Standing next to Cardinal, Rainey couldn’t see Cardinal’s face but could feel her fear.
“Cardinal Sky is suspended for one month. She will review our code of conduct so she will take appropriate action should she lose another wand. She will also work in the market for free to make up for today’s lost trade.”
Cardinal exhaled. Rainey froze. So she would be the one they imprisoned. She imagined the dingy walls of the cell and the damp smell, and her mother’s tears. The Port Steward turned his attention to her.
“Rainey Cadence will serve as Cardinal Sky’s page for the month. She will return to her parents’ airship knowing how to conduct herself in the presence of cloud painters for the rest of their trip.”
Rainey’s heart leapt. This was no punishment! She would learn all about cloud painting, get to spend a whole month with an actual cloud painter. And get a whole month off from the plodding maintenance of the airship. This would be the summer of her dreams, after all.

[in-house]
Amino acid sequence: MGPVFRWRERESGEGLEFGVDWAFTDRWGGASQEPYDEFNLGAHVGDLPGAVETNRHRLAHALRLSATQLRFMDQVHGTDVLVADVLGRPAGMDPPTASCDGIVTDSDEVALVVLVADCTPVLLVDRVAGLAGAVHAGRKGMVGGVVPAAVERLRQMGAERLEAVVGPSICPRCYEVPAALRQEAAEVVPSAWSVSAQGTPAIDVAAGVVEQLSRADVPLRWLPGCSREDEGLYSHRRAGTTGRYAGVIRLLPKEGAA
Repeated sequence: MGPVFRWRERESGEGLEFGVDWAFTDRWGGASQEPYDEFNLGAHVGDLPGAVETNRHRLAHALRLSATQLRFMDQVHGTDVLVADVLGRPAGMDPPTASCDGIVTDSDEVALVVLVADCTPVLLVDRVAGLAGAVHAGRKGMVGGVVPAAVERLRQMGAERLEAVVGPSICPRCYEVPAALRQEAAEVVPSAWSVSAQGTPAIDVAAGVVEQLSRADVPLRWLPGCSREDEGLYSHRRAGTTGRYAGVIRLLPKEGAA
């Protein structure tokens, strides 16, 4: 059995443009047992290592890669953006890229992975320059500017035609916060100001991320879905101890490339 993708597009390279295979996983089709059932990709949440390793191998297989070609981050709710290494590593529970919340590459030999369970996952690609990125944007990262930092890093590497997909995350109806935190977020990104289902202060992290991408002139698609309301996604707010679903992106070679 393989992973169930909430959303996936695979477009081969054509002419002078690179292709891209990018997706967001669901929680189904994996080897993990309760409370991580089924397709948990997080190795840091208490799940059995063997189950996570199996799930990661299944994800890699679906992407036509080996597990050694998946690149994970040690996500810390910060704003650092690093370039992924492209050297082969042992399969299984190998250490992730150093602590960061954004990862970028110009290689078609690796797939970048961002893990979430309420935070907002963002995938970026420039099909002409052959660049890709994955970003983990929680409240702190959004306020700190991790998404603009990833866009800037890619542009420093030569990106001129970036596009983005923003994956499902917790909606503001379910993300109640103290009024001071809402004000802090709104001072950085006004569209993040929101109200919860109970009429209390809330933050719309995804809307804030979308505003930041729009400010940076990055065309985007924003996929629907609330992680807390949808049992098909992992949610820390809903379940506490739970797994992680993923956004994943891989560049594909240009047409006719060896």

“Both shall start as all cloud-painter interns do,” the Port Steward gestured grandly, “with a detailed review of airship mechanics.”
One of the reasons this round was so helpful is that I had a lot less work to do on this story than I thought I did. Could I keep working on it? Yes, and I may. But it was so helpful to get a few pieces of feedback I could focus on instead of reworking the whole thing, when maybe it didn’t need to be overhauled THAT much.
I did go over 1000 words (this round is 1233) but Jeni said that was ok if I needed the space to get the character reactions in place. I’ve noticed that 1000 words is a cutoff for some places that accept flash fiction, so in that case I’d have to stay under 1000. But this is a good example of where it was good to let myself go over the cap and then if I need to cut back I can find ways to do so…on the next draft.
I’ll try to update this post with a tracked changes view like I did last week. If you’re reading this and not seeing the update but you’d like to see the tracked version, let me know.
Today is Thanksgiving and among the many things I’m grateful for is the opportunity to participate in Writer in Motion.